News agency, Cape Town, South Africa
Saturday February 16th 2019

Soccer4Hope shines the light for township girls

Yugendree Naidoo

Each week over 80 primary school children gather on an uneven field in the middle of Nyanga, to play soccer.

But these children, who tackle, dribble and shoot for goal with skill and enthusiasm, are all girls – and they’re helping to break the stereotype of soccer being a game exclusively for boys and men.

The girls are part of the almost 700 girls from 34 primary schools spread across the Cape Flats townships of Khayelitsha, Nyanga, Philippi and Crossroads who are part of the groundbreaking Soccer4Hope programme.  And if Bafana Bafana doesn’t get its act together, they might just find that within a few years they could be competing with women for places in the national team.

The girls not only compete in a league of their own, but also participate in a life skills programme called Skills4Life which, like the soccer, is run by the non-profit organisation, Hoops4Hope.

The new season’s first league match kicked off on March 17, and among the enthusiastic participants was Sisipho Magxunyana, 13, a Hlengisa Junior school grade seven pupil, who said she made the transition from sitting on the coach and watching soccer on TV to playing the game, two years ago.

“I support Kaizer Chiefs and Siphiwe Tshabalala is my favourite player,” she said.  But Magxunyana said she also enjoyed the skills for life curriculum, because it taught her important skills like “responsibility and ubuntu”.

“Soccer keeps me busy for a long time and out of trouble.”

Another participant was grade 8 pupil Andisiwe Bebeza, who said her dream was to one day play for Banyana Banyana, the women’s national side, and support her family from her earnings as a professional soccer player.  “It would be a dream come true,” said Bebeza.

Also wild about soccer is St. Mary’s Primary grade 5 pupil Nozibele Baba, who also dreams about one day playing for the women’s national team.  But soccer had already made a difference in her life, helping her avoid going down the “wrong path” like many young girls in her community who became pregnant while still teenagers, she said.

Soccer4Hope was launched in 2006 in collaboration with Grassroots Soccer – an NGO that uses football to combat HIV/Aids – and the international non profit organisation Hoops4Hope. Hoops4Hope supports youth development by working in partnership with schools, homeless shelters and community organisations in Southern Africa.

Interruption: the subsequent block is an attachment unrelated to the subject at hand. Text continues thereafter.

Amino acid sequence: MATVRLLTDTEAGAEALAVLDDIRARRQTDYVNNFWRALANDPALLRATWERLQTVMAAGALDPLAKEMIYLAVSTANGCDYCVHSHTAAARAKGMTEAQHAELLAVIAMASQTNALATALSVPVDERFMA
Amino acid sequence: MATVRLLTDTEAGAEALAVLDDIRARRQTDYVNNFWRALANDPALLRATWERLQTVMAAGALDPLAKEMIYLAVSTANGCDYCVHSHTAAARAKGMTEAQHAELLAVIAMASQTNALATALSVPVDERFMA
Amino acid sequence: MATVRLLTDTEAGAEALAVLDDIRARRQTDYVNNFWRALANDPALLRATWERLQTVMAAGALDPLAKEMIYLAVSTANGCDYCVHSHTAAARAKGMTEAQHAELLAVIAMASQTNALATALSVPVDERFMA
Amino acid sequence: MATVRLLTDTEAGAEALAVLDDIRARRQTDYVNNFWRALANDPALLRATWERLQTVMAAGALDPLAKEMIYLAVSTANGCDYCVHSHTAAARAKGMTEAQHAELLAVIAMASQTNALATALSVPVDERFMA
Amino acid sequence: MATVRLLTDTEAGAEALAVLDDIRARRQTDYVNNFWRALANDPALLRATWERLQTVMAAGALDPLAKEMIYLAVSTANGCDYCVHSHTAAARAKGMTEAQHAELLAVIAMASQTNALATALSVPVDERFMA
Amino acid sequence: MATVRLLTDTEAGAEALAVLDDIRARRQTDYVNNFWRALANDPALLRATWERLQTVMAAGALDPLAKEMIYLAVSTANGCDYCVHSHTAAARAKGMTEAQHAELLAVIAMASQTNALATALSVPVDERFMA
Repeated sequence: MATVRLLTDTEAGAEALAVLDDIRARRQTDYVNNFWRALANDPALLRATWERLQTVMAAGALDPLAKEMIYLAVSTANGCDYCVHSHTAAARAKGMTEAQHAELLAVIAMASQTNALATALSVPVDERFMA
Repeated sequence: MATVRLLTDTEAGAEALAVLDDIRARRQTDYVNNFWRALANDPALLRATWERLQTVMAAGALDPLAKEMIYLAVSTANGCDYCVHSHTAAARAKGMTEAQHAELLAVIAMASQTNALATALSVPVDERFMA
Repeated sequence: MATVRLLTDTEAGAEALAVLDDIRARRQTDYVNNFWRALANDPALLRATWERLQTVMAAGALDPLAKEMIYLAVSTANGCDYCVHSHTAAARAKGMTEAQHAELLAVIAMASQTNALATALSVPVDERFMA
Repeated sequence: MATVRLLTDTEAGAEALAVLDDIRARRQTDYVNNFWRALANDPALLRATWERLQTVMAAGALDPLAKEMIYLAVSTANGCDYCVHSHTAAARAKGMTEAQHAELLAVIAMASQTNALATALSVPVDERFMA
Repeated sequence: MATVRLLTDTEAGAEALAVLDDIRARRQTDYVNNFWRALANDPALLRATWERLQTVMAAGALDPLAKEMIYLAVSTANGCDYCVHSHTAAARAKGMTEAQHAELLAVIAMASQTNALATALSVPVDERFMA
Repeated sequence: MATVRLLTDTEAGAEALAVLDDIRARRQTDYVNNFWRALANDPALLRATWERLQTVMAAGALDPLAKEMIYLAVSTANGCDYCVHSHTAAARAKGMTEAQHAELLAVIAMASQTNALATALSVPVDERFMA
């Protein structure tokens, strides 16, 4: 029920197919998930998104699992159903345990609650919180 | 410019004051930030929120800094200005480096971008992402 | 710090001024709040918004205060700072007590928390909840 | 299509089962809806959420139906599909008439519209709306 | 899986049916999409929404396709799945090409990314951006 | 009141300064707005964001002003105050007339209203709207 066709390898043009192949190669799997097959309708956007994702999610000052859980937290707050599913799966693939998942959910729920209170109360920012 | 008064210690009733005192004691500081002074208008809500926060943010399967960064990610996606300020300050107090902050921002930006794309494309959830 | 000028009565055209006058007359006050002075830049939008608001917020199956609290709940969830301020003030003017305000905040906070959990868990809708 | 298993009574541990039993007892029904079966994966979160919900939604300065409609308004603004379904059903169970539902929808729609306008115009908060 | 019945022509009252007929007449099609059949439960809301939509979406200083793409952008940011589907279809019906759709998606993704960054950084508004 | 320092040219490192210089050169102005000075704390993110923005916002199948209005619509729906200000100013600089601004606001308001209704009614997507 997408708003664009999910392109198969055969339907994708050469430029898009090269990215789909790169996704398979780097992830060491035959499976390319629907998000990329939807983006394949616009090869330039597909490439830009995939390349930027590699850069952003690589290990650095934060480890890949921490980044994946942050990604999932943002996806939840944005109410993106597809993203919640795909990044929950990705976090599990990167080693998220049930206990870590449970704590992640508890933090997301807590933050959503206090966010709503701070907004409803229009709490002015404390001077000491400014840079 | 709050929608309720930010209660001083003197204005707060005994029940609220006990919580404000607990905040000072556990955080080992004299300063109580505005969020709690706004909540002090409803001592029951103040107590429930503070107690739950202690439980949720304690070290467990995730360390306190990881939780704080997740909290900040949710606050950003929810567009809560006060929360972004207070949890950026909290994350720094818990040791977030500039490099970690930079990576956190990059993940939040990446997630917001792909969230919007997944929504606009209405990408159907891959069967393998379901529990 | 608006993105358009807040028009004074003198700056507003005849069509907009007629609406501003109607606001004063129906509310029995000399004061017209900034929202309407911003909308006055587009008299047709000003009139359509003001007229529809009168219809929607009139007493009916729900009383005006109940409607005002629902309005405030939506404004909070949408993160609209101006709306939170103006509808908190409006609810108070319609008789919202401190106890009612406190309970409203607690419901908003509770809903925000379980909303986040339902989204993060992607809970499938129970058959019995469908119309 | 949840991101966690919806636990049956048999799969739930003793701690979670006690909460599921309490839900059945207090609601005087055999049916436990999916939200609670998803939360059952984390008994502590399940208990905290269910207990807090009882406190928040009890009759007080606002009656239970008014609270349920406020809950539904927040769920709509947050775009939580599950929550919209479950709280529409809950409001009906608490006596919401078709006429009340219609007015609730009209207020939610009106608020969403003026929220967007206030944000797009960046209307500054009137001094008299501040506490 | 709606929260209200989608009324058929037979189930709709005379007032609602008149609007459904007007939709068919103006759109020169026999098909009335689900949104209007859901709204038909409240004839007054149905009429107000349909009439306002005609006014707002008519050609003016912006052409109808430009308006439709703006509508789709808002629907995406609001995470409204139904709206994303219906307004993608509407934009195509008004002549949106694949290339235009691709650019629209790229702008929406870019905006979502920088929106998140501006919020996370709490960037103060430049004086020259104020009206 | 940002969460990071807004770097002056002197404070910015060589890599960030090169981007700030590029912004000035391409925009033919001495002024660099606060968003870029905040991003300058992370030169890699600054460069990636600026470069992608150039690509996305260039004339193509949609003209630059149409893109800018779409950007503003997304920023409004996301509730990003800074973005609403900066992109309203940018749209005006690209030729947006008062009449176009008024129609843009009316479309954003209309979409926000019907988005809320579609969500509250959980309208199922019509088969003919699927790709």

Since its launch, Soccer4Hope has developed an internationally-recognised HIV prevention curriculum that uses football to teach prevention and awareness of the virus, as well as critical life skills and leadership to youngsters.  Besides providing sustainable and innovative programs for the empowerment and upliftment of young girls in disadvantaged communities, the programme also organises soccer teams, leagues, tournaments, events and camps.

Founder and international director Mark Crandall said the organisation used “both sport and the curriculum to make a difference in young people’s lives and develop future leaders.  Programme curriculum manager Wewe Sokoyi said: “We are hoping to make an impact on the young girls’ lives, as many of them…come from homes where there is high unemployment and alcohol abuse. We want them to be able to stand up for themselves and set goals in their life,”

One innovative way in which soccer is used as an educational tour is in Soccer4Hope’s HIV prevention program is to have the girls dribble a soccer ball between orange cones that represent HIV and Aids risks – honing their skills at the same time.

Nobuhle Tindleni, a John Pama Primary grade three teacher, said the programme was invaluable as it not only kept the girls occupied, but also taught important life skills.

But coach Xolani Ntandathu said there are still many problems to overcome, including a lack resources like soccer fields and balls.

Tags: Hoops 4 Hope, Mark Crandall, Skills 4 Life, Soccer4Hope

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